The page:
A quick neuroscience history, Santiago Ramón y Cajal, the forefather of neurobiology incorrectly proposed the “harsh decree” of neuroscience.  Ramon y Cajal believed that no new neurons were generated in the adult mammalian central nervous system. You cannot blame him though, because before Ramon y Cajal, people thought the brain was just a reticulum. It was Ramon y Cajal who discovered that the brain is comprised of small units working together to form the neural net that is the brain. Ramon y Cajal was the first to work with advanced microscopy techniques during his time, in the year 1913. Ramon y Cajal discovered a lot for modern neuroscience so we will let this one error slide.

However, his “decree” was taken as a fact of neuroscience for years extending into the 1960’s when Joseph Altman and Gopal Das at MIT were finding evidence in rats, cats, and guinea pigs that these animals were able to develop new neurons. In their studies, the researchers found that these animals underwent neurogenesis in the hippocampus (a region of the brain responsible for developing new memories) and in the olfactory bulbs (a region of the brain involved in the sense of smell). Although Altman and Das had their research published in highly accredited academic journals, the dogma of Ramon y Cajal’s “harsh decree” was still taken as truth by neuroscientists at the time and their findings were silenced.

Fortunately, since the 60’s the neuroscience community has reduced their ignorance and it is now the topic of many researchers to discover new areas undergoing neurogenesis. It has been found that New York City taxi drivers have large hippocampi due to their spatial memories. Taxi drivers have an incredible ability to retain the vast network of streets and buildings which results in larger hippocampi due to the neurogenesis in this part of the brain.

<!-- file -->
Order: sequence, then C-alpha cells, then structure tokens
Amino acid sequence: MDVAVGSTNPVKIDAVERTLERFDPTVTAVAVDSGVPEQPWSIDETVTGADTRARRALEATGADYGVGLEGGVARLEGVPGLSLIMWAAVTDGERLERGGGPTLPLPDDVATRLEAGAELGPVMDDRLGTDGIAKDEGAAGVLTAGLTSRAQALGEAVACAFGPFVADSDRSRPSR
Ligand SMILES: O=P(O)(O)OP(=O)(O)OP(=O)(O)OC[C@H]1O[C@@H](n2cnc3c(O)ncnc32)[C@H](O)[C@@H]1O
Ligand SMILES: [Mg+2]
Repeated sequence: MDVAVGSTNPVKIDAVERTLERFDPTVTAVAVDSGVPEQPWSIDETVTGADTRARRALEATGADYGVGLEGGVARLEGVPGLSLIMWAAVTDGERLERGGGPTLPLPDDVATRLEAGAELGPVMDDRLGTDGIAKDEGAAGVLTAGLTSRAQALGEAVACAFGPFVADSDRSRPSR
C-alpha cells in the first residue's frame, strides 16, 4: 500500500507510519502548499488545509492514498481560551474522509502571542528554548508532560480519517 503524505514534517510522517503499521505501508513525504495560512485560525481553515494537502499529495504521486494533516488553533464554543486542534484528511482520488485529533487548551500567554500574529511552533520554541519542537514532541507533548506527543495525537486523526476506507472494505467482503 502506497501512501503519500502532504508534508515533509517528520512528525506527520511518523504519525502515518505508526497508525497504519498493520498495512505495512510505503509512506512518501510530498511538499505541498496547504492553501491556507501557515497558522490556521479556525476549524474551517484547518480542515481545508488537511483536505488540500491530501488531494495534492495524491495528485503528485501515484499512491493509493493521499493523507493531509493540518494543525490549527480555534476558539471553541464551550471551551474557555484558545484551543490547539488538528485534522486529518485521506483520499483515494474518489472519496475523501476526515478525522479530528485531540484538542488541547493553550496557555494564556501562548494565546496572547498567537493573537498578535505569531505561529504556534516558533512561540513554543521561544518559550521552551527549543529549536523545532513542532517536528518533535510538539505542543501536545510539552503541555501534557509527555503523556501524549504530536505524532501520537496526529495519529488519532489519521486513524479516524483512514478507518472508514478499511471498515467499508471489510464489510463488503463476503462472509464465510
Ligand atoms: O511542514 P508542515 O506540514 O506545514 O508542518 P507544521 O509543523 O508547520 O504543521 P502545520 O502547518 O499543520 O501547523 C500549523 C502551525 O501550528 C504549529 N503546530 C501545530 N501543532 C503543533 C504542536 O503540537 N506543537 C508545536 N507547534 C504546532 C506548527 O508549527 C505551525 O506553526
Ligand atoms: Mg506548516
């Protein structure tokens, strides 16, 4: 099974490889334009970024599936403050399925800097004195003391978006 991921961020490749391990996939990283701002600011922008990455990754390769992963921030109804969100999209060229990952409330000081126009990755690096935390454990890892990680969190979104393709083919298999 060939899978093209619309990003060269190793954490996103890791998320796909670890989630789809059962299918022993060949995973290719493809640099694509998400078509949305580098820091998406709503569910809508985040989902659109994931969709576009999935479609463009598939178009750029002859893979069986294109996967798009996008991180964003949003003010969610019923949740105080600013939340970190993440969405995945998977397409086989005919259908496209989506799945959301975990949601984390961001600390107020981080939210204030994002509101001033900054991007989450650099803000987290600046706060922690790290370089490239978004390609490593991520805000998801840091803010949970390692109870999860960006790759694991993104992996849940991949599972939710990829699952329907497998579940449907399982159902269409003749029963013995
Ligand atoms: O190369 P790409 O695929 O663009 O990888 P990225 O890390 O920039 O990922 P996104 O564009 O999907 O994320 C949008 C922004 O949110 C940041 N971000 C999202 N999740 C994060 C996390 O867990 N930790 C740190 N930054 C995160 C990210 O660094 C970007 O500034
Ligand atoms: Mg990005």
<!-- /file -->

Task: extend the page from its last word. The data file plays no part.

High neurogenesis rates in hippocampus of taxi drivers

High neurogenesis rates in hippocampus of taxi drivers

It is reassuring to learn that we are not constantly losing brain cells and losing cognitive ability. This is the whole premise behind CogniFit. Through brain training games and exercises we can learn how to improve your IQ, become sharper and faster in decision making, and overall improve our cognitive abilities thanks to neurogenesis and neuroplasticity. It has been found that we develop about 700-1000 new neurons in the hippocampus a day as adults (Spalding 2013). Although this number seems minuscule on the grand scheme of the billions of neurons that comprise the brain, over the years these 700 neurons add up to over 12 million neurons by the age of 50. These 12 million neurons are enough to completely replace the hippocampus alone.